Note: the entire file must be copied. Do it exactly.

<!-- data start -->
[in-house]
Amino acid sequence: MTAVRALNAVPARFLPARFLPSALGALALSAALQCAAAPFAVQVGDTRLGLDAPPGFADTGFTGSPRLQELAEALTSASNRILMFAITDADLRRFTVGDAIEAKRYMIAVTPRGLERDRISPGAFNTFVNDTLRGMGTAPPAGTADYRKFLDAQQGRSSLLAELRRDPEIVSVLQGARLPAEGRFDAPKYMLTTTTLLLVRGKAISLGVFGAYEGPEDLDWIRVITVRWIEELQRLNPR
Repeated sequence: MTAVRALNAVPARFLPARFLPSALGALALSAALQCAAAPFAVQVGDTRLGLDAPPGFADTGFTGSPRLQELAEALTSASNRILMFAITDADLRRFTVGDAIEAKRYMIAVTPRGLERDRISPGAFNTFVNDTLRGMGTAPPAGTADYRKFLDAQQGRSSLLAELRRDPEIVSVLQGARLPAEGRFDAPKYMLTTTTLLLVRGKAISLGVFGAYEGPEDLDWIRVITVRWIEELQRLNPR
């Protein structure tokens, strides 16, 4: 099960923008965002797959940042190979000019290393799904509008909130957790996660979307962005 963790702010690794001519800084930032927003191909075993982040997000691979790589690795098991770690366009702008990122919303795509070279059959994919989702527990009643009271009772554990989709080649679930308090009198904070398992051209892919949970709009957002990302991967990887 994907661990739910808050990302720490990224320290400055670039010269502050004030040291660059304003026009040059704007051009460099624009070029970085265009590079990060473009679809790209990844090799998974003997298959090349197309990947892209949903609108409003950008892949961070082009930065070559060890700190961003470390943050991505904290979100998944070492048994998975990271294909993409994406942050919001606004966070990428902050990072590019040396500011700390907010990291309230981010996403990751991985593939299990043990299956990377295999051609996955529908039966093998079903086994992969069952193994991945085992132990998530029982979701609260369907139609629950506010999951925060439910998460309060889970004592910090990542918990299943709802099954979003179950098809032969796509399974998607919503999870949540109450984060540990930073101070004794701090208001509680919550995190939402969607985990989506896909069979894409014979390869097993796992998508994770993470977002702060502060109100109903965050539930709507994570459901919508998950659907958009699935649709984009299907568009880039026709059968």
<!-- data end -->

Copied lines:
[in-house]
Amino acid sequence: MTAVRALNAVPARFLPARFLPSALGALALSAALQCAAAPFAVQVGDTRLGLDAPPGFADTGFTGSPRLQELAEALTSASNRILMFAITDADLRRFTVGDAIEAKRYMIAVTPRGLERDRISPGAFNTFVNDTLRGMGTAPPAGTADYRKFLDAQQGRSSLLAELRRDPEIVSVLQGARLPAEGRFDAPKYMLTTTTLLLVRGKAISLGVFGAYEGPEDLDWIRVITVRWIEELQRLNPR
Repeated sequence: MTAVRALNAVPARFLPARFLPSALGALALSAALQCAAAPFAVQVGDTRLGLDAPPGFADTGFTGSPRLQELAEALTSASNRILMFAITDADLRRFTVGDAIEAKRYMIAVTPRGLERDRISPGAFNTFVNDTLRGMGTAPPAGTADYRKFLDAQQGRSSLLAELRRDPEIVSVLQGARLPAEGRFDAPKYMLTTTTLLLVRGKAISLGVFGAYEGPEDLDWIRVITVRWIEELQRLNPR
């Protein structure tokens, strides 16, 4: 099960923008965002797959940042190979000019290393799904509008909130957790996660979307962005 963790702010690794001519800084930032927003191909075993982040997000691979790589690795098991770690366009702008990122919303795509070279059959994919989702527990009643009271009772554990989709080649679930308090009198904070398992051209892919949970709009957002990302991967990887 994907661990739910808050990302720490990224320290400055670039010269502050004030040291660059304003026009040059704007051009460099624009070029970085265009590079990060473009679809790209990844090799998974003997298959090349197309990947892209949903609108409003950008892949961070082009930065070559060890700190961003470390943050991505904290979100998944070492048994998975990271294909993409994406942050919001606004966070990428902050990072590019040396500011700390907010990291309230981010996403990751991985593939299990043990299956990377295999051609996955529908039966093998079903086994992969069952193994991945085992132990998530029982979701609260369907139609629950506010999951925060439910998460309060889970004592910090990542918990299943709802099954979003179950098809032969796509399974998607919503999870949540109450984060540990930073101070004794701090208001509680919550995190939402969607985990989506896909069979894409014979390869097993796992998508994770993470977002702060502060109100109903965050539930709507994570459901919508998950659907958009699935649709984009299907568009880039026709059968």